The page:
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The situation in Greece became domestic political fodder on Monday as the Conservatives and the NDP used questions about Greece's future in the Eurozone to attack one another on their respective economic platforms.

The political sparring began when the Prime Minister's Office reached back three years ago to highlight comments New Democrat Leader Tom Mulcair made about his belief that the Canadian government should have given money to a global fund to prop up faltering European banks.

The PMO statement also questioned Liberal support for the plan, which was put forward by the International Monetary Fund and G20 nations, but which the Conservatives ultimately turned down.

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"As Greece defaults on loans from the International Monetary Fund, we are reminded that the Liberals and NDP called for Canada to join the list of countries now owed billions by Greece," the PMO said.

The NDP, in turn, put out a statement Monday afternoon questioning the Conservative record on the economy and highlighting how Canada's GDP has shrunk for four consecutive months.

The situation in Europe has put a renewed focus on the economy at home as the nation's finances become a key election issue.

Finance Minister Joe Oliver is expected to address the situation in Greece during an event in Vancouver Tuesday morning. In a statement released by his office Monday, Oliver said Canada could well be vulnerable to the "fragility of the global economy" and that the government is closely watching the unfolding situation in Europe.

He said the Greek "crisis" is a "reminder that Canada must stay the course" economically and not test the political waters with "risky plans" — a reference to Mulcair — or "untested leadership," a reference to Liberal Leader Justin Trudeau.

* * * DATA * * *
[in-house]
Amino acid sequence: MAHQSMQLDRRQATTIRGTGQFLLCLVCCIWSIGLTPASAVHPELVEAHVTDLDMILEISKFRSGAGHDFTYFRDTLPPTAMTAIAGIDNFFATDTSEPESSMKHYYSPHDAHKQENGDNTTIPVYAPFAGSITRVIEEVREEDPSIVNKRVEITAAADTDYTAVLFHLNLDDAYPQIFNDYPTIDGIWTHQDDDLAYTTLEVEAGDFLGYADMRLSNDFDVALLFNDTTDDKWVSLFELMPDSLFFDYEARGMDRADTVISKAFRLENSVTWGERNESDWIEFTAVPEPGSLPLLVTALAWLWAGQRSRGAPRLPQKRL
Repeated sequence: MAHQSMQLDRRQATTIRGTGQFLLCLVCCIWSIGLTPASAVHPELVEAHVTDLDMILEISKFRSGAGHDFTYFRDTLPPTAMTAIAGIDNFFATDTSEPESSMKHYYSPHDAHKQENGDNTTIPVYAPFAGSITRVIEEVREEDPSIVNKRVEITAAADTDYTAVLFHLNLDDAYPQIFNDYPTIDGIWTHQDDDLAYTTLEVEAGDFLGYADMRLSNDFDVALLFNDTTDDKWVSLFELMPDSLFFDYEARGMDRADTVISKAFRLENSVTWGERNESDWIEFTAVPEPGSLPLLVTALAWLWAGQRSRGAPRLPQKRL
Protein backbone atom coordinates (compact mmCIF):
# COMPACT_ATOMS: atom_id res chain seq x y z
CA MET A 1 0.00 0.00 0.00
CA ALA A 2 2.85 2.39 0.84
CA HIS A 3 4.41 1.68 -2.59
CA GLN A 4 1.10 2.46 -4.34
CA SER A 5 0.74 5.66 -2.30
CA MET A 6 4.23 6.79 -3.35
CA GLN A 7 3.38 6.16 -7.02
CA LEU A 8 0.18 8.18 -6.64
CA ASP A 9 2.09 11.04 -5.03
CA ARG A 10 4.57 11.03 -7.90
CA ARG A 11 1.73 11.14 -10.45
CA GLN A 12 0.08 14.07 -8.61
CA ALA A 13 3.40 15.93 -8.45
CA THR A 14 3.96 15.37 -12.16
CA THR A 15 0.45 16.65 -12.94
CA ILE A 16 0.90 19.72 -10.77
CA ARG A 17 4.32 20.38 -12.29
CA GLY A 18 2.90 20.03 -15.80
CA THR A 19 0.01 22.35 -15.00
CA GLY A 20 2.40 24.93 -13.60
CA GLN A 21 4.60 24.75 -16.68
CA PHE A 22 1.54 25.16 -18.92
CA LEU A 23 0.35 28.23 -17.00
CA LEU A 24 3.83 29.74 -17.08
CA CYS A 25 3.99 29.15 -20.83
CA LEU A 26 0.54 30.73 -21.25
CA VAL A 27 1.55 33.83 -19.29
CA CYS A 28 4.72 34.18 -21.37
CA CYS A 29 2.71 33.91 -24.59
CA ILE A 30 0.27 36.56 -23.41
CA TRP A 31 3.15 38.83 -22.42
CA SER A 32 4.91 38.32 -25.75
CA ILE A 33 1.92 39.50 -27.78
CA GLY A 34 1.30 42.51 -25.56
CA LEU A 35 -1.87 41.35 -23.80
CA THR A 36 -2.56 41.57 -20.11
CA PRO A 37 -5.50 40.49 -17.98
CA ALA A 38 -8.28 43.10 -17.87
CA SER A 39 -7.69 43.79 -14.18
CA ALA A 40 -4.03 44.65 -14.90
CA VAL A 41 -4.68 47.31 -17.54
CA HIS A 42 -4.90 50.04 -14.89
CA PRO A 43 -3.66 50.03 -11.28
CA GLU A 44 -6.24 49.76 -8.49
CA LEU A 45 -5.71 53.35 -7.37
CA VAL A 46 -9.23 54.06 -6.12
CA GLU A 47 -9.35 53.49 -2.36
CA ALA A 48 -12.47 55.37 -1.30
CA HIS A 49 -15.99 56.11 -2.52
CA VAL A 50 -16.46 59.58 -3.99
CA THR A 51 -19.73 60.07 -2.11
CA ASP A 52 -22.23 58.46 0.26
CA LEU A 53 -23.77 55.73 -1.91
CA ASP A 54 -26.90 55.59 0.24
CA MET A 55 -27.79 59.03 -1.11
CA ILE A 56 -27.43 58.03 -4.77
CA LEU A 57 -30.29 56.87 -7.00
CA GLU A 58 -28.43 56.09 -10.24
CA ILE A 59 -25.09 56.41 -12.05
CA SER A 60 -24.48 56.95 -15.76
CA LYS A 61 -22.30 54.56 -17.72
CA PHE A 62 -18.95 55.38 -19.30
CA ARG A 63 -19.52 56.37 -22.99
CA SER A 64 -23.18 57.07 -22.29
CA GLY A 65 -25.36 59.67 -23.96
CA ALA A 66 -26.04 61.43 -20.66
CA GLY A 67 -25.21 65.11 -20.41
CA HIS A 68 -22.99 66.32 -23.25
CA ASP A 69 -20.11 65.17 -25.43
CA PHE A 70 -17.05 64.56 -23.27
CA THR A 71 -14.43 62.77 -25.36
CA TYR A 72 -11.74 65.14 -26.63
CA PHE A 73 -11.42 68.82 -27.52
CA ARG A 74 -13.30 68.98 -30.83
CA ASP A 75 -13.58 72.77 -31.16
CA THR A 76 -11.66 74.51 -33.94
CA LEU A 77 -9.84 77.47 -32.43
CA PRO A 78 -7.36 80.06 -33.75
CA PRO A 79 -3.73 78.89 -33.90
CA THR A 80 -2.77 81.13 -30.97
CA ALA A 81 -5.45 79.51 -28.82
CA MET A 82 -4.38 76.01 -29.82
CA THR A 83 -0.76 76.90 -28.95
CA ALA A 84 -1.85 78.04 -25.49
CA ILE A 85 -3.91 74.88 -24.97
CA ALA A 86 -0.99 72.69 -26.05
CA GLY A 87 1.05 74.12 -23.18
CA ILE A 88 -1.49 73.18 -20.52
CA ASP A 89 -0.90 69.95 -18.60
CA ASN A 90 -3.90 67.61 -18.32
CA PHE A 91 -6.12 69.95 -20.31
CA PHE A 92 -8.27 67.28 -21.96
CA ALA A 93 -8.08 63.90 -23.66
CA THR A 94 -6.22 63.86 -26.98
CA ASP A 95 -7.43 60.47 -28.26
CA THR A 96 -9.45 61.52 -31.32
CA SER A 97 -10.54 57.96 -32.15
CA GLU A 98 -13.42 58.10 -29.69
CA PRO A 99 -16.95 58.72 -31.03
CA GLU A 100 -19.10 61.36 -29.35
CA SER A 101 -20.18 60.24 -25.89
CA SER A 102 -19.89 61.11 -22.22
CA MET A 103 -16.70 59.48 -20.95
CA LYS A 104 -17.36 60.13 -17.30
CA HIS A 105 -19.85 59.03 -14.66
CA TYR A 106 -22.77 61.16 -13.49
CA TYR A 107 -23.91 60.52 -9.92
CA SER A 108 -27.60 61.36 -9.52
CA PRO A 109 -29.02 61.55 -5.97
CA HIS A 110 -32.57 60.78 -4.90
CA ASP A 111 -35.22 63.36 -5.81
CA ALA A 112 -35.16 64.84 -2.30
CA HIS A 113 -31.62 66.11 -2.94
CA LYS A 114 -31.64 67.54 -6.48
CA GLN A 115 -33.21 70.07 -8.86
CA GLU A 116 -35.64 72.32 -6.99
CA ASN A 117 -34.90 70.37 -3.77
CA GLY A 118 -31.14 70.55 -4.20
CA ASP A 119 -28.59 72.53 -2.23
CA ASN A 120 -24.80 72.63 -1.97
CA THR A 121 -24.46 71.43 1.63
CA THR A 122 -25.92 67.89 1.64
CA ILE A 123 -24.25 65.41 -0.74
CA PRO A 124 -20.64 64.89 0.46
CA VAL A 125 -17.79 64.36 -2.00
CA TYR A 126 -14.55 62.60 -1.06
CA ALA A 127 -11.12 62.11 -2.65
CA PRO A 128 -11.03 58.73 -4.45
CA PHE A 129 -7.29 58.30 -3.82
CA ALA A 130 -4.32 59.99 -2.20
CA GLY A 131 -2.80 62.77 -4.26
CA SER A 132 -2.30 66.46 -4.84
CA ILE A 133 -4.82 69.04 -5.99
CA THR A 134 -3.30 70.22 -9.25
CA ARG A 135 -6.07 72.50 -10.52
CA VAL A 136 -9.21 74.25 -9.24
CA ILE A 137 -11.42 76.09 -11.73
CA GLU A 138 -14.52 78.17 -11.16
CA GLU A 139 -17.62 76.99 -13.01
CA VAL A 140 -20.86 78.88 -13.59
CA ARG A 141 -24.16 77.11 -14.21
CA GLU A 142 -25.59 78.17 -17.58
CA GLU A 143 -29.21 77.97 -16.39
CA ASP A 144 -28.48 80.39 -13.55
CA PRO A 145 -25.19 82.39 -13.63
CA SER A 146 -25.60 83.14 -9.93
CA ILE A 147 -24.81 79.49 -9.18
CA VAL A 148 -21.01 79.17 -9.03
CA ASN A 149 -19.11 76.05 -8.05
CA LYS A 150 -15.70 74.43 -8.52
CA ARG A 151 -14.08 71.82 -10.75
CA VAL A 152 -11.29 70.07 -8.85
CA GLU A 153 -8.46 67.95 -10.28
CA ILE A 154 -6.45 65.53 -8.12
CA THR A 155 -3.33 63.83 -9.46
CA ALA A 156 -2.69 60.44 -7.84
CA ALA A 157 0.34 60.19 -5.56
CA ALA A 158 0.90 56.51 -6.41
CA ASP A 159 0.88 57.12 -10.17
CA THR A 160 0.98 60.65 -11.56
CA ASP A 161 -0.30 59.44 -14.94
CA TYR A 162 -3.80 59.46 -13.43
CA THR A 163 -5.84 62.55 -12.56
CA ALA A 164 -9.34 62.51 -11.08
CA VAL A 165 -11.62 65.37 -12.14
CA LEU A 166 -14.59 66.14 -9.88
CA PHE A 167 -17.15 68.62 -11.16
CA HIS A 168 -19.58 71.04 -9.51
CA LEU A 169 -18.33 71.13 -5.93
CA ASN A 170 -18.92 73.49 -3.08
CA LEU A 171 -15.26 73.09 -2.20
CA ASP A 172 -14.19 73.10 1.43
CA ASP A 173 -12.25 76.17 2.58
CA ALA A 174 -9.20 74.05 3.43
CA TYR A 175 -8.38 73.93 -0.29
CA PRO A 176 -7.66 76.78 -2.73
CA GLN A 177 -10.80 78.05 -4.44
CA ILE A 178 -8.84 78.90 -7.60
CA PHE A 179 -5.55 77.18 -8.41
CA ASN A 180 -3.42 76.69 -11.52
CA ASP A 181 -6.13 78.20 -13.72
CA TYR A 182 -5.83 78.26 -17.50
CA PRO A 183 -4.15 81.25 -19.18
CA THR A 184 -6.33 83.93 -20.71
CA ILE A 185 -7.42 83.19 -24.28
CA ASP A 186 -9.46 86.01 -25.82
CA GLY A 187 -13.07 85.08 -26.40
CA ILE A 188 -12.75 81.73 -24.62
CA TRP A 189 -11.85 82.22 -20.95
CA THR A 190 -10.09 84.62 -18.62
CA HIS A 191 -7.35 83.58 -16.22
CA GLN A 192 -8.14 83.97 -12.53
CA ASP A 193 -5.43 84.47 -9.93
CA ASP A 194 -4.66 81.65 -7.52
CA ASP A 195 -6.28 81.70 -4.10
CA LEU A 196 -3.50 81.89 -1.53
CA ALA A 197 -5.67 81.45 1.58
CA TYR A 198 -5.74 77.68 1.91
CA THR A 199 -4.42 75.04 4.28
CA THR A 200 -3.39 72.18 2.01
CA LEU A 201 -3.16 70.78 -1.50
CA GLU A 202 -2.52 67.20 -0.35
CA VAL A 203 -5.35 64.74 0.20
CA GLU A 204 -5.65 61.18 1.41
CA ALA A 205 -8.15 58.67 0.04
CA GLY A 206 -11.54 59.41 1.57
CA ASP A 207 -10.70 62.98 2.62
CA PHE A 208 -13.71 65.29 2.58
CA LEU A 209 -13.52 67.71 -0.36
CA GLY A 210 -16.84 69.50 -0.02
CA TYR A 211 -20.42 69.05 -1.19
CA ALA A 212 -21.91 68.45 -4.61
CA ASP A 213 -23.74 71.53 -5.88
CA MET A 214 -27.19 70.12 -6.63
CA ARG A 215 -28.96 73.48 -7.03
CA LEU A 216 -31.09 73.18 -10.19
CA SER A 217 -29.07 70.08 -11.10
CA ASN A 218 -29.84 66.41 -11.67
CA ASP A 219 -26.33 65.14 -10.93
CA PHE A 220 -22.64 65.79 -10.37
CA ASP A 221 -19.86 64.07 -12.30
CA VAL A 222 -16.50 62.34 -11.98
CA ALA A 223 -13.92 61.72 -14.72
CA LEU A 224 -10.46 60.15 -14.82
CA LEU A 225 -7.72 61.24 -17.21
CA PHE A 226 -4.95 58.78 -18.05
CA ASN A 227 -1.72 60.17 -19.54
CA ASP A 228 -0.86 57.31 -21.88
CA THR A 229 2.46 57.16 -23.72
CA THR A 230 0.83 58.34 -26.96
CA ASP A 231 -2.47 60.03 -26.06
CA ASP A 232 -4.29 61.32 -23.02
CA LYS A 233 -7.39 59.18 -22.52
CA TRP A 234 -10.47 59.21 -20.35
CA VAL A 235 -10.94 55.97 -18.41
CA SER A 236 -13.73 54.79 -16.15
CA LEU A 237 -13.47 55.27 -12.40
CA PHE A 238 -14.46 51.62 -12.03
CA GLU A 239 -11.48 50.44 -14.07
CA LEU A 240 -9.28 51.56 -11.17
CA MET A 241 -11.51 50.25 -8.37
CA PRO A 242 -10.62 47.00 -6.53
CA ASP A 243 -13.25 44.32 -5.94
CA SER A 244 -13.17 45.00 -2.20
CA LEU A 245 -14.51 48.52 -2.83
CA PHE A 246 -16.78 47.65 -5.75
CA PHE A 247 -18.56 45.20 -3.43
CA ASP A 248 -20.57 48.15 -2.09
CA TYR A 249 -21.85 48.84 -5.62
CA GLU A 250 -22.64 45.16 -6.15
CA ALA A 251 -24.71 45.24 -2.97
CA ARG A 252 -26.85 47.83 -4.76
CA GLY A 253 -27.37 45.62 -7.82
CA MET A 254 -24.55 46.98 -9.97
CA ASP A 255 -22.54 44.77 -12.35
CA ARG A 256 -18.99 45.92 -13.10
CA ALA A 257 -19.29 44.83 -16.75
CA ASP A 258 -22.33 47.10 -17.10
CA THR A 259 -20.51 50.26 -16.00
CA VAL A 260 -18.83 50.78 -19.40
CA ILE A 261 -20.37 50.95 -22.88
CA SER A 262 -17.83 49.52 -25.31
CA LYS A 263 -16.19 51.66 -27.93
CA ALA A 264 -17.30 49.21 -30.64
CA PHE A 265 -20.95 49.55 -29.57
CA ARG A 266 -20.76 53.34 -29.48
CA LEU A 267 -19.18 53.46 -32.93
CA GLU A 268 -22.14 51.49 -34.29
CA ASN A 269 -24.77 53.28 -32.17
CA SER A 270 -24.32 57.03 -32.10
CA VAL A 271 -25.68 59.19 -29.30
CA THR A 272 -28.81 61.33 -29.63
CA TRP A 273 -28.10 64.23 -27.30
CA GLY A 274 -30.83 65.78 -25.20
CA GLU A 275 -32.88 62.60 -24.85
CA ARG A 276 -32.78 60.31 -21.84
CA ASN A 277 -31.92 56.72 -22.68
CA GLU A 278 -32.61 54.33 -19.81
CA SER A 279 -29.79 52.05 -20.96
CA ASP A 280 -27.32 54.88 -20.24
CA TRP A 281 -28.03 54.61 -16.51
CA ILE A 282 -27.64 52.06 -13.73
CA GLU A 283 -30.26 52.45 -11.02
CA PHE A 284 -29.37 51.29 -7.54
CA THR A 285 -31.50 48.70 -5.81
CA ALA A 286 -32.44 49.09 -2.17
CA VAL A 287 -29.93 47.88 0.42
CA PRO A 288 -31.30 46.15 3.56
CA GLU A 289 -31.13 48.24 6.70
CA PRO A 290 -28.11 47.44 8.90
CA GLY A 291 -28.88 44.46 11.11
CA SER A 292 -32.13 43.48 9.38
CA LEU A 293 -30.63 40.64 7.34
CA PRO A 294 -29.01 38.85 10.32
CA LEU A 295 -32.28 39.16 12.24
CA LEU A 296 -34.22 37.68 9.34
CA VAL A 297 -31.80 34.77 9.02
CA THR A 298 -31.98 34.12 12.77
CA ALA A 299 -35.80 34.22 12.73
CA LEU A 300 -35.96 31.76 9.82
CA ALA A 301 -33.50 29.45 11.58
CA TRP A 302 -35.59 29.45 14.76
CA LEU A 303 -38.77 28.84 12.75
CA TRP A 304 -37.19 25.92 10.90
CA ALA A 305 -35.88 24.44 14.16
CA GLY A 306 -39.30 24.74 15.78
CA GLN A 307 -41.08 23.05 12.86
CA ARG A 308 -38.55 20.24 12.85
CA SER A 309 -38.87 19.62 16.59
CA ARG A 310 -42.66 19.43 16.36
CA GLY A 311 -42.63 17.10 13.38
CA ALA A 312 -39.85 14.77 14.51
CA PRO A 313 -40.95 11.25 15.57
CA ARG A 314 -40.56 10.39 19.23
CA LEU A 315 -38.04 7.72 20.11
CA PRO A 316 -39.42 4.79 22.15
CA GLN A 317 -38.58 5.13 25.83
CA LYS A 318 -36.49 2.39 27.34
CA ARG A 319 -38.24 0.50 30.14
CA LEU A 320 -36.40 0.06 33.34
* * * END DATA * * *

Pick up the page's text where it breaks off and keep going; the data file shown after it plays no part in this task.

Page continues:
Liberal trade critic Chrystia Freeland said it was "ridiculous" for the government to play politics with the Greek situation.

"What a serious Canadian government should be focused on doing is absolutely being thoughtful about the possible consequences for Canadians and the Canadian economy — right now those seem very limited — but also we should have strong multilateral relationships and we should be doing what we can to help our European friends and allies come to an effective resolution," she said.

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Economists say the threat to Canada from the situation in Greece is minimal, with far greater questions to be asked about the recent slides in GDP and oil prices that have raised the possibility of Canada's economy being in a recession just ahead of October's scheduled election.

Greece makes up less than two per cent of GDP in the European Union, and its annual trade with Canada is about 10 per cent of one day's worth of trading between Canada and the United States, according to the Conference Board of Canada.

"Greece is tragic and it's clearly going to affect Greece more than anybody else and their European creditors, but after that...it's not a profound impact on us," said Glen Hodgson, chief economist at the Conference Board of Canada.

"It does shape the mood though. It is clearly going to dampen global demand and the global economy this year, but for us, the impact of oil prices, are we heading towards a recession — that's much more real."

Markets were not nearly as panicked as they would have been three years ago, said Peter Hall, the chief economist at Export Development Canada. That's because the European Central Bank has the firepower to suppress economic contagion, and because banks have unloaded their Greek debt.

Hall said the European Union's economy could be in for rough times if things actually go well for Greece because other countries forced to accept austerity measures as part of a bailout may feel slighted that the system "is going to capitulate to the one that cries the loudest."

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"It's not necessarily fine and dandy for the world if everything goes smoothly for Greece," he said.

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